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Anti-abortion bills fail to advance in Senate vote

Sen. Doug Jones of Alabama, the most vulnerable Democrat facing reelection, opposed the 20-week ban but voted for the second measure.

Sens. Bernie Sanders (I-Vt.), Amy Klobuchar (D-Minn.) and Elizabeth Warren (D-Mass.), who are participating in tonight’s presidential debate in South Carolina, were not present for the votes.

The bills were expected to fail — both needed 60 votes to advance. Republicans have tried to advance these same policies several times over the past few years despite their long odds.

“If my Democratic colleagues block the Senate from even proceeding to debate this legislation, the message they will send will be chilling and clear,” Senate Majority Leader Mitch McConnell said in a floor speech ahead of the vote. “Every senator will be able to take a clear moral stand.”

Democrats, led by Senate Minority Leader Chuck Schumer, blasted the effort as a set of “show votes” and “shameless political stunts,” and noting the chamber has rejected the same legislation multiple times before.

“Every single Senate Republican knows that these bills cannot and will not pass. But they’re putting them on the floor anyway to pander to the hard right,” Schumer said.

Similar bills have failed to gain traction in the Democratic-controlled House, where Republicans have failed so far in their effort to force a floor vote on the measures. Democrats argue the “born alive” policy is unnecessary because there are already laws protecting infants, and they warn the measure would prevent doctors from making the best medical decisions in sensitive situations.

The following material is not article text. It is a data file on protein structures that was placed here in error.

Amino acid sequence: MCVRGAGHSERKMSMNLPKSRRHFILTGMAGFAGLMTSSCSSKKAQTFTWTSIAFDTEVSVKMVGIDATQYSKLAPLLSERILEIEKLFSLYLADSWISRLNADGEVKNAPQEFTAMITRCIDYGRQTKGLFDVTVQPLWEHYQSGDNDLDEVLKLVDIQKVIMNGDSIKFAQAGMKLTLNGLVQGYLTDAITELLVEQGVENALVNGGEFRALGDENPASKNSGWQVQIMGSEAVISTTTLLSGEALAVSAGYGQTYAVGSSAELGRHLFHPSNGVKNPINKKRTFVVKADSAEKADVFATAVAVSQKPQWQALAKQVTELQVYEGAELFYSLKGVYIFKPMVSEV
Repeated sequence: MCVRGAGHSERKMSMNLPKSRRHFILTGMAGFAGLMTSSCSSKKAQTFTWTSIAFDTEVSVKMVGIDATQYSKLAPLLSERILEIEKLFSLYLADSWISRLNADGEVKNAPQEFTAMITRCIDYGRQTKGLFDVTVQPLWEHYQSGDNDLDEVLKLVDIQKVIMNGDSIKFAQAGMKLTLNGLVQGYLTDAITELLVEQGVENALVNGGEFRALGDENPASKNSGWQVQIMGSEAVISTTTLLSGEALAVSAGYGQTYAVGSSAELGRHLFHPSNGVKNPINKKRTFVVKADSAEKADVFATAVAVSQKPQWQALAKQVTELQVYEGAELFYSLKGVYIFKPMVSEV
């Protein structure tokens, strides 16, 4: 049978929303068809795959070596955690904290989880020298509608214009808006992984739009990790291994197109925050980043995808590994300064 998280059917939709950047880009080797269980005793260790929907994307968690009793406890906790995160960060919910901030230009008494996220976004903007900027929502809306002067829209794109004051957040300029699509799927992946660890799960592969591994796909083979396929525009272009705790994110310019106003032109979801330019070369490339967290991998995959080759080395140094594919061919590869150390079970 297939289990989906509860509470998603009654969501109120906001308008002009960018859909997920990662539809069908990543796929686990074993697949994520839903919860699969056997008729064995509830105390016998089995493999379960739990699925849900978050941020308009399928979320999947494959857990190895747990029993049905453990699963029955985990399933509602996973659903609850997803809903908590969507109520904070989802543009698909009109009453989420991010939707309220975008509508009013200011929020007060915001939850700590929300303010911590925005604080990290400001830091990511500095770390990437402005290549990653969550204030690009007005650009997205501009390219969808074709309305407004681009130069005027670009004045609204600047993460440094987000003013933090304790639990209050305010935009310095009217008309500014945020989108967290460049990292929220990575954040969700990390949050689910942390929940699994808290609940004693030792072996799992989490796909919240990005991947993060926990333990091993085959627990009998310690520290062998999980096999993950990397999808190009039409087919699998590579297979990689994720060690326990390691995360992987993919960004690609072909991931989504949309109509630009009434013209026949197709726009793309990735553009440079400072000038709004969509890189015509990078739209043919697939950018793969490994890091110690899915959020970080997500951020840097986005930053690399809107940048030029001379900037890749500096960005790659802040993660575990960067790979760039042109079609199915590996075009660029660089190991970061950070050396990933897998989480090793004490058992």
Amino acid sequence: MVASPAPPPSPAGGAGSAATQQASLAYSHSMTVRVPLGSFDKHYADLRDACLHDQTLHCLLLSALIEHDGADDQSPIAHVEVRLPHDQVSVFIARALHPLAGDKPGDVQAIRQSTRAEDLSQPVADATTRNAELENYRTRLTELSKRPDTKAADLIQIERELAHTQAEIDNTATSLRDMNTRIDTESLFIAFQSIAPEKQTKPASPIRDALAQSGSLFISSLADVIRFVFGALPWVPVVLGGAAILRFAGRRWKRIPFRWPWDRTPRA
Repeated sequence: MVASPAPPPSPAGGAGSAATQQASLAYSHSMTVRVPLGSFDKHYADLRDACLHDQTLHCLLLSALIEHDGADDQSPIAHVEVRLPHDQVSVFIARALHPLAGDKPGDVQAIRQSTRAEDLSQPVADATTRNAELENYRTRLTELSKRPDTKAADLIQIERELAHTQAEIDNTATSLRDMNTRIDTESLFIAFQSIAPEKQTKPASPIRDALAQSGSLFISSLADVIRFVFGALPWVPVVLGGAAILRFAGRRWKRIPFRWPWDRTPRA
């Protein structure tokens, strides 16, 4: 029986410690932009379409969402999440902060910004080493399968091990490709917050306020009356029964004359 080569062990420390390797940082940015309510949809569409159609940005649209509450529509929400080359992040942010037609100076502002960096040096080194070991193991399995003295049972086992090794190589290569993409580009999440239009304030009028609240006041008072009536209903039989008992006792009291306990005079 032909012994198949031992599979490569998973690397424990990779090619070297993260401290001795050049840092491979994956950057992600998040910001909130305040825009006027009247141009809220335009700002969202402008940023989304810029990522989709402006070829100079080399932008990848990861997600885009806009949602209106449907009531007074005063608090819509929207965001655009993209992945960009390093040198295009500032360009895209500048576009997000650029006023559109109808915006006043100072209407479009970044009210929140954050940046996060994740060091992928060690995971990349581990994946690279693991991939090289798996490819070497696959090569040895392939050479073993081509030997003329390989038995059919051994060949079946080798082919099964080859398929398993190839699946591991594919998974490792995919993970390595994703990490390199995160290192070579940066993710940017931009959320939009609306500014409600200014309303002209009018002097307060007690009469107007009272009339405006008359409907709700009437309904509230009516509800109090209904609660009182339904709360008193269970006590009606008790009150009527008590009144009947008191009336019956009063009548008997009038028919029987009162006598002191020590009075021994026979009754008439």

Meanwhile, influential anti-abortion groups vowed Tuesday to hold Democratic lawmakers’ votes against them.

“Should Democrats continue their extremism, we will work tirelessly to ensure they are punished at the ballot box this November,” said Susan B. Anthony List President Marjorie Dannenfelser, whose group plans to spend a record $52 million this year to reelect Trump and GOP lawmakers.

Sen. Lindsey Graham (R-S.C.), the lead author of the 20-week ban, who is facing reelection this year, vowed to keep reintroducing the bills year after year no matter how many times they’re voted down.

“These pieces of legislation will continue to be advanced until they pass,” he said.

Source: politico.com
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